Page 180 - Jewish Book Annual Volume 51

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he was d i f fe re n t from Maimonides, whose in te res ts ,
methodologies, and sources appear to be more limited.51 It is
perhaps the multilayered complexity of Nahmanides’ oeuvre
which slowed the progress of those who wished to study his
works. Thankfully, we have reached the point where this en­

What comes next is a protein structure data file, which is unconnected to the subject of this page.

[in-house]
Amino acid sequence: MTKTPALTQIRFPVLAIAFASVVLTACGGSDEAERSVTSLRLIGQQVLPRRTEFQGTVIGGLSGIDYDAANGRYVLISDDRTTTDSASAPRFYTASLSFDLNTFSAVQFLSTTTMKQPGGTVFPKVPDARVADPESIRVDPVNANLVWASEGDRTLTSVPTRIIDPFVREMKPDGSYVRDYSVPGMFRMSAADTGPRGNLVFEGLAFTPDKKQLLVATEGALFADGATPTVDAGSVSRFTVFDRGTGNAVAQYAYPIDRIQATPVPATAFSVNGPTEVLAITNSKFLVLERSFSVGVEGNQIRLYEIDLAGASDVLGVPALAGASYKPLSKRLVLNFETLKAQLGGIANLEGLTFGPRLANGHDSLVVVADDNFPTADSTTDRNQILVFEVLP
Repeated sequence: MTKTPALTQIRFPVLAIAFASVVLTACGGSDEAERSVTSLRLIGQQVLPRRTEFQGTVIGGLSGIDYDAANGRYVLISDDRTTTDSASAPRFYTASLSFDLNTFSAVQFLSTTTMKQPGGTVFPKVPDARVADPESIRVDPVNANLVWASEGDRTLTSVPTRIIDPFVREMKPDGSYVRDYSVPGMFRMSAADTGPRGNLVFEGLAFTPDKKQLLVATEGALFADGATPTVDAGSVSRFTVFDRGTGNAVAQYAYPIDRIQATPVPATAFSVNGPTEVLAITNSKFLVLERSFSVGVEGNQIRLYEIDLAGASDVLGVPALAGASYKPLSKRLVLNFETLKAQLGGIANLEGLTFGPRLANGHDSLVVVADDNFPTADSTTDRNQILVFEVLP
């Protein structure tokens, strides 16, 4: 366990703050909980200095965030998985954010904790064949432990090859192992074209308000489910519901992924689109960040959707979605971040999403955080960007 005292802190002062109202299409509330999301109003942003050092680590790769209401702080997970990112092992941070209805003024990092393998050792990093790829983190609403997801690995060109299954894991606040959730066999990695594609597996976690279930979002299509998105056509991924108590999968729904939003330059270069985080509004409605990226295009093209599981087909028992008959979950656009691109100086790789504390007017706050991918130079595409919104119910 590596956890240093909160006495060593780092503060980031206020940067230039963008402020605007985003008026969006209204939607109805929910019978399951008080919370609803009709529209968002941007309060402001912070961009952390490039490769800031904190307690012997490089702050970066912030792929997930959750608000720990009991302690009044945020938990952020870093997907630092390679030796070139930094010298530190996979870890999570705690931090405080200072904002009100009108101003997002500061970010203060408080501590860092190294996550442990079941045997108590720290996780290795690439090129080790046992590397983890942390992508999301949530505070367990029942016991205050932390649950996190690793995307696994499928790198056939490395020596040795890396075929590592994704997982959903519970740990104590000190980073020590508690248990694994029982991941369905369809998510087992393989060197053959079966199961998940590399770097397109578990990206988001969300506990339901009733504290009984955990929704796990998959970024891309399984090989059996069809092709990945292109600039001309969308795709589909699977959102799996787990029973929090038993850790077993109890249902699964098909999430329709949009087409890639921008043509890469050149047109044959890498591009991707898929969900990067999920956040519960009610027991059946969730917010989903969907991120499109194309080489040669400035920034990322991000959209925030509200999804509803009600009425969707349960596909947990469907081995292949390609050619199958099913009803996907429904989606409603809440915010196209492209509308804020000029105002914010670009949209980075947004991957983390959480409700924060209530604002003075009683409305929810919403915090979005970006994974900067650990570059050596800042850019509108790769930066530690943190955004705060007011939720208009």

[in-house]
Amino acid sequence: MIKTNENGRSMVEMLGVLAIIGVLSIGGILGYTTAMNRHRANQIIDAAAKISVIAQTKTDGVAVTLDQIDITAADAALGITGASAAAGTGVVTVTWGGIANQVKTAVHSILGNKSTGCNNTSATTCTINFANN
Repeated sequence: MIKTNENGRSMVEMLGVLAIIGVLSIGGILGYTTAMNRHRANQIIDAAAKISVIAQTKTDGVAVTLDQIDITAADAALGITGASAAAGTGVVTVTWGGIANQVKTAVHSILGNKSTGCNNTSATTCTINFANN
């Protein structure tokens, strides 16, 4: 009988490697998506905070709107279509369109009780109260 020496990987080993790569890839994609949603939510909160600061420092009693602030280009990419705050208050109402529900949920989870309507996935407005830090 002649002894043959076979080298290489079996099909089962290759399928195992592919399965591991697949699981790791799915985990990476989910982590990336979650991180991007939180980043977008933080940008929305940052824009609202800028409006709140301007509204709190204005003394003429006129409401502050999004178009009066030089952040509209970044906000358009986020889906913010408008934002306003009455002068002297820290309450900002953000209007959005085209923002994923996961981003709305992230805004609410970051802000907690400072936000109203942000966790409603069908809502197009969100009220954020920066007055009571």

terprise can now continue on firm ground.52
* My friend and colleague Professor Charles Raffel reviewed a draft o f this
paper and made a number o f helpful suggestions.
51. On the blending o f rabbinic cultures and methods in medieval Europe
which occurred in the early thirteenth century, see Septimus,
Culture in Transition
, pp. 46-51, 59-60, and A. Grossman (above, n. 34),
pp. 181-82.
52. Forthcoming published studies on Ramban include David Novak,
The The­
ology of Nahmanides: Systematically Presented,
and Moshe Idel, “Nahmanides
— Kabbalah, Halakhah and Spiritual Leadership.”